Encryption & HIPAA: Addressable does not mean optional

Posted: Dec 12, 2016
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Encryption is the process of converting readable information into indecipherable code, while in transit or storage. Encryption is important because it prevents unauthorized parties from accessing sensitive data or information, which for the healthcare industry in particular, is critical for keeping patient health records private.

While no organization is immune to the threat of security breaches, the process of encryption can significantly decrease the chances of data breaches occurring. Yet despite this, many healthcare organizations are falling short when it comes to encryption; a recent report suggests more than half of compromised records in the healthcare sector are the result of a failure to encrypt data, as opposed to just 16% of breaches in other sectors.

What HIPAA says about encryption

Despite the relationship between encryption and health data security, encryption is not a specific requirement under HIPAA. However, that does not mean it can be ignored, far from it.

Under HIPAA, there are three sets of safeguards that define security standards to help ensure the confidentiality of patient information, which are Physical, Administrative, and Technical.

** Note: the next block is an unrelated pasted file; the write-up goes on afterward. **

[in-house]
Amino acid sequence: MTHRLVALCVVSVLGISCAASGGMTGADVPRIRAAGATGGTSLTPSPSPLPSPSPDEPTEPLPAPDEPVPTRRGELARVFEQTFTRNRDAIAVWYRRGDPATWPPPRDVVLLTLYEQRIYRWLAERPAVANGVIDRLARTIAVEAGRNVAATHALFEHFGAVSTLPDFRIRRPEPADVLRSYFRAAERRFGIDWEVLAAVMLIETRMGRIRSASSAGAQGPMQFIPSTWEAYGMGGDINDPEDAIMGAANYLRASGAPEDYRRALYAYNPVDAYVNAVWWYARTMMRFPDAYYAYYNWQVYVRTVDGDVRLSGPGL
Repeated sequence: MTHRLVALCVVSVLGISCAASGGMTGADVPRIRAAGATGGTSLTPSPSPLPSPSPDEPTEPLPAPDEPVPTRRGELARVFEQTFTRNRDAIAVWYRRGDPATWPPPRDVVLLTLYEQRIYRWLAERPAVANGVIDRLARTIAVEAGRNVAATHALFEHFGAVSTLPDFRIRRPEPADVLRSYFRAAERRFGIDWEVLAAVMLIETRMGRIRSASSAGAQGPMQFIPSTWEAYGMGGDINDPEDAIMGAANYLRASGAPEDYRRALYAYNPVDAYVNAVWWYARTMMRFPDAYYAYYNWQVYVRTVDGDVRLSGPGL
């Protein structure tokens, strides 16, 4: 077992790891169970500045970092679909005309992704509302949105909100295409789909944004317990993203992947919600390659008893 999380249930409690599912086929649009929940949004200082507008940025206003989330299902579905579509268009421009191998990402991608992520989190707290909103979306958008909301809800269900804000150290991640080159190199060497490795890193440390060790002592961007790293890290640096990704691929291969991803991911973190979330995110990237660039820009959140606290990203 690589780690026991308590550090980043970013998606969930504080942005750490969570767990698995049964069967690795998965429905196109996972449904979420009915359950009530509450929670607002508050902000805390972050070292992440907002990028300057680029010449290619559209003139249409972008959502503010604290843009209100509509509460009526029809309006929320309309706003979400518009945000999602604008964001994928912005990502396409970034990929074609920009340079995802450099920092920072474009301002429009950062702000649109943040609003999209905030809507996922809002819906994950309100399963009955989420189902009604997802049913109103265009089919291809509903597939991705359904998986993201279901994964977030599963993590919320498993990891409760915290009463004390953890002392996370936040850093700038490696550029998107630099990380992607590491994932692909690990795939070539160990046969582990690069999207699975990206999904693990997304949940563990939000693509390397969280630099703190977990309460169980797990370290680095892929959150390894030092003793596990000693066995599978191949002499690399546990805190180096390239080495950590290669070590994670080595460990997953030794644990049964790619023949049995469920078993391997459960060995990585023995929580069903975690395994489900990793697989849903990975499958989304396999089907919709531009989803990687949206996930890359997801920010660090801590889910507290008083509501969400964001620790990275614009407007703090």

The Technical safeguards are broken down into six standards that focus on the technology that protects and controls access to PHI. Within these six standards, there are nine key areas that organizations need to implement, classified as either ‘required’ or ‘addressable’.

‘If an implementation specification is described as “required,” the specification must be implemented. The concept of “addressable implementation specifications” was developed to provide covered entities additional flexibility with respect to compliance with the security standards.’  

‘In meeting standards that contain addressable implementation specifications, a covered entity will do one of the following for each addressable specification: (a) implement the addressable implementation specifications; (b) implement one or more alternative security measures to accomplish the same purpose; (c) not implement either an addressable implementation specification or an alternative. The covered entity’s choice must be documented.’ – HHS.gov

Encryption (and decryption) fall into the addressable category. This is where issues can arise, because the term addressable is easily misconstrued. To be clear, just because encryption is an addressable safeguard, it doesn’t mean it is optional. By ignoring encryption, healthcare organizations leave themselves significantly more vulnerable to security breaches and the fines that come with it.

In summary

For HIPAA covered entities and their business associates, safeguarding patient data no longer an optional. Failure to comply with HIPAA can result in both civil and criminal penalties, not to mention long-term reputational damage. At Scrypt, security is our highest priority. We know how important the safeguarding of sensitive data and personal information is to our customers, which is why we encrypt all documents with full 256-bit SSL security and AES algorithms. You can find out more about our commitment to security and encryption at https://www.scrypt.com/company/security/.



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